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Star Trek Continues: The White Iris


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#41 Gothneo

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Posted 27 September 2018 - 12:38 AM

Well... I think they have the solution to their ceases and desist within that monologue... just as MisterPL says... remove any obvious branding, references, logos, etc from the project and simply call it something else. I used to plays games all the time that were obviously intended to be Star Trek, but where branded otherwise. Heck one of the oldest was done on the Apple II where the Klingons were called Klaxons.

 

I think Part of the problem is that the fan films that became so blatant in using everything down to the same character names, etc that eventually any ability to say many fan projects were something else with a wink and nudge became impossible. 



#42 Alteran195

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Posted 27 September 2018 - 08:14 PM

CBS had no issues with fan films before Alec Peters and Axanar went way too far, and forced CBS to crack down on fan projects.

I see people getting all mad at CBS, when they are well within their right to shut down any project thats using their IP.

CBS also has guidelines for fan films, so they arent stopping fans from making stuff as long as they follow them.

The Orville is the perfect example of how to pay tribute to Star Trek while still being original/different.

#43 s8film40

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Posted 28 September 2018 - 08:53 AM

I agree I felt like Axanar was going over the line, and I kind of understood CBS's position at the time. This incident has changed my mind on CBS's motives though. This was not a fan film, this wasn't something that had the feel of a finished product that could compete with official content. It was simply a model of the ship. They barely even touched on the IP itself. The project had a generic name (Stage 9) and other than the name on the outside of the ship mostly had no notable characters and names.  Other franchises simply don't have this issue Ghostbusters, Star Wars etc. all seem to have vibrant fan communities creating lots of wonderful things while still enjoying the official content created. I'm beginning to think CBS views themselves as a licensing company above all else, which of course is true of any company creating content. Other companies however seem to focus more on creating new content and don't get quite as bothered and caught up with fan activities. CBS has failed to ever deliver anything worthwhile to contribute to the world of Star Trek. The new series (while being a good show) has fallen short of creating more depth to the existing world of Star Trek and the demand of what many fans (customers) are looking for. Now they're trying to follow the fan film approach a little more closely by essentially making a ST: Picard Continues show. They seem to have clumsily created a void in the Star Trek world that only the fans seem to know how to feel and they're basically trying to clamp down on that until they can figure something out.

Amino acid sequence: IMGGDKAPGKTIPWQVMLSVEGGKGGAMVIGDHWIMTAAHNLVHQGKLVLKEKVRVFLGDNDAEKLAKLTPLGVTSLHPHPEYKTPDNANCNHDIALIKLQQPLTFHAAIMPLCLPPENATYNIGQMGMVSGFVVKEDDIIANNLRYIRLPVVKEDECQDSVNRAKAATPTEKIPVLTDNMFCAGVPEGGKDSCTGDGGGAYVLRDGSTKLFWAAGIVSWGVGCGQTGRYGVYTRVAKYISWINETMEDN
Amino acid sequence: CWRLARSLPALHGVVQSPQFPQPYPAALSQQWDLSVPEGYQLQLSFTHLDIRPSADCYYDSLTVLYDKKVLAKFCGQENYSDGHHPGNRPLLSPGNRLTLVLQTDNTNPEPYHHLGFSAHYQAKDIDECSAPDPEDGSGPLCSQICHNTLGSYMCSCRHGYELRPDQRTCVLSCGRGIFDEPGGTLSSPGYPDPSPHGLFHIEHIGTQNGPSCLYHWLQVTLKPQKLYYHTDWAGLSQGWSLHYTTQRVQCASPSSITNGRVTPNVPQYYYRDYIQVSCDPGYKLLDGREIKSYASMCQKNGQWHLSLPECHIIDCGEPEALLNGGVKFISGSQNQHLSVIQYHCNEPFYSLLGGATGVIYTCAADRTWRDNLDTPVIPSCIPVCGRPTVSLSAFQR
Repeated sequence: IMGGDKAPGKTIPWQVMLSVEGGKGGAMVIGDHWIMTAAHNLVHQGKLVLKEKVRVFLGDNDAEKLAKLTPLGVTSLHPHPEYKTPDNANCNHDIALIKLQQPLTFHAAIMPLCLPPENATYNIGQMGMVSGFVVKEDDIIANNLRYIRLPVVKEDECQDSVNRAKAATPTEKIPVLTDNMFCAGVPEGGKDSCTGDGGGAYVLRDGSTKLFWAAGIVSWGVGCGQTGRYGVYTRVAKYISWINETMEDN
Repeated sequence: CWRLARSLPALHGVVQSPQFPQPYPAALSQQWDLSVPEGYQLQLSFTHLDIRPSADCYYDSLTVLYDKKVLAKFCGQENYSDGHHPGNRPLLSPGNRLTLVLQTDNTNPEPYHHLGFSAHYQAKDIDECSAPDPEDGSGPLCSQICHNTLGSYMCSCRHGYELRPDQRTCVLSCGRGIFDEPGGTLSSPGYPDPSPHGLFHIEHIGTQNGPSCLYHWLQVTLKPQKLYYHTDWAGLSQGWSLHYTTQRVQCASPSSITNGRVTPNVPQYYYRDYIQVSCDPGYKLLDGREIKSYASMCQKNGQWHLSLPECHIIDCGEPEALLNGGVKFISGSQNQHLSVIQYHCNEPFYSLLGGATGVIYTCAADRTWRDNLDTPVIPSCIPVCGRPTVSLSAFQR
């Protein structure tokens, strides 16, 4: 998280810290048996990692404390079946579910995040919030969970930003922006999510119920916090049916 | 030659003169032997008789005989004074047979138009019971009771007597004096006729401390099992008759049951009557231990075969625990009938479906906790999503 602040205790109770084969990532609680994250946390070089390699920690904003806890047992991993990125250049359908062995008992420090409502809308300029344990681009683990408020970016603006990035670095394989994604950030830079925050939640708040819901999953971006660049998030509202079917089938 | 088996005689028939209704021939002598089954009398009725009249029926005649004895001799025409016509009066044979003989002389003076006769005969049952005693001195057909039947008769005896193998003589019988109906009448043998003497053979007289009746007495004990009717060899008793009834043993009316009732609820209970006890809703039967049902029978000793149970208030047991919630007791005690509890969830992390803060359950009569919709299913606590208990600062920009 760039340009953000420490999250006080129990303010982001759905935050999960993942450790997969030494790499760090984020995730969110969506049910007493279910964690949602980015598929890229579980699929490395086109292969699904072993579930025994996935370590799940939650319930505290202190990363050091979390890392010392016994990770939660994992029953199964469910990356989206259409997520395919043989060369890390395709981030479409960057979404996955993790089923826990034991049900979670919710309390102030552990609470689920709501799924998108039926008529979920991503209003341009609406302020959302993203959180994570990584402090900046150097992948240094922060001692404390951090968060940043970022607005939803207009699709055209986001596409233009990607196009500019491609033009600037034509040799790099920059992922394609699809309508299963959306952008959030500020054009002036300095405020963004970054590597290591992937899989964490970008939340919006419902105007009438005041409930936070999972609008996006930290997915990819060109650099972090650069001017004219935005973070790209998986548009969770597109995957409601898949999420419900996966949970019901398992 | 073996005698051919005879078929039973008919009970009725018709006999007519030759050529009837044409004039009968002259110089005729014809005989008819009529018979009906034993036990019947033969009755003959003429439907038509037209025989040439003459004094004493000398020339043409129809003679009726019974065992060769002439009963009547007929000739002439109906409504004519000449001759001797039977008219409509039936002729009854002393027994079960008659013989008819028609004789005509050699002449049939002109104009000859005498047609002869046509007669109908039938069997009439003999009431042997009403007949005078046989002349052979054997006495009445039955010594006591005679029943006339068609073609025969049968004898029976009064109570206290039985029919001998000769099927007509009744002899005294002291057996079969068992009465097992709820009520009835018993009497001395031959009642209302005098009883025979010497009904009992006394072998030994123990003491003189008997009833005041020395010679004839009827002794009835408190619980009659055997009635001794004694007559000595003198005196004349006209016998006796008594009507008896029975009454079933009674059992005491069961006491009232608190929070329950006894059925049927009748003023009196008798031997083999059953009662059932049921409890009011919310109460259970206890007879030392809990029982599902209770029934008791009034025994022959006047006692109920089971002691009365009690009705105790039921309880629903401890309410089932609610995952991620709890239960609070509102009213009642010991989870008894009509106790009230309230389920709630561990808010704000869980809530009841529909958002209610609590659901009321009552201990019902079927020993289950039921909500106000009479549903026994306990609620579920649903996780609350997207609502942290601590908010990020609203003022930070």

There's so much grey area in these things, it's hard to know exactly where the line is. The reality is if a fan wants to create a fan film, costume, model or whatever they are perfectly within their legal rights to use the Star Trek IP however they see fit. The issue only comes up with distribution. The problem is our world has changed so much that there is a spectrum of ways to distribute and share content and there's no clear line between simply communicating with fiends and publicly distributing commercial content. Any normal activity is shared online now days. If I for example carve a pumpkin with my son since it's Halloween season I may want to put that on FB. If I really get into it I may want to make a video and share it on YouTube. Now it becomes a big hobby for us we may even create website, social media and create a following. Now when a hobby like this translates to an IP like ST that's where it gets complicated. If I decide to make a Star Trek Halloween costume again that's well within my legal rights up until I post those photos on FB. Now is CBS going to sue a father and son for making a Star Trek costume for Halloween, probably not, but of course that's within their rights as the IP owners. But then next year we decide to take it a little further and build sets, then maybe a year later decide to start making videos, and then after a while develop a following of not just family and friends but people we don't even know. So obviously it's very difficult for anyone to decide where that line should be.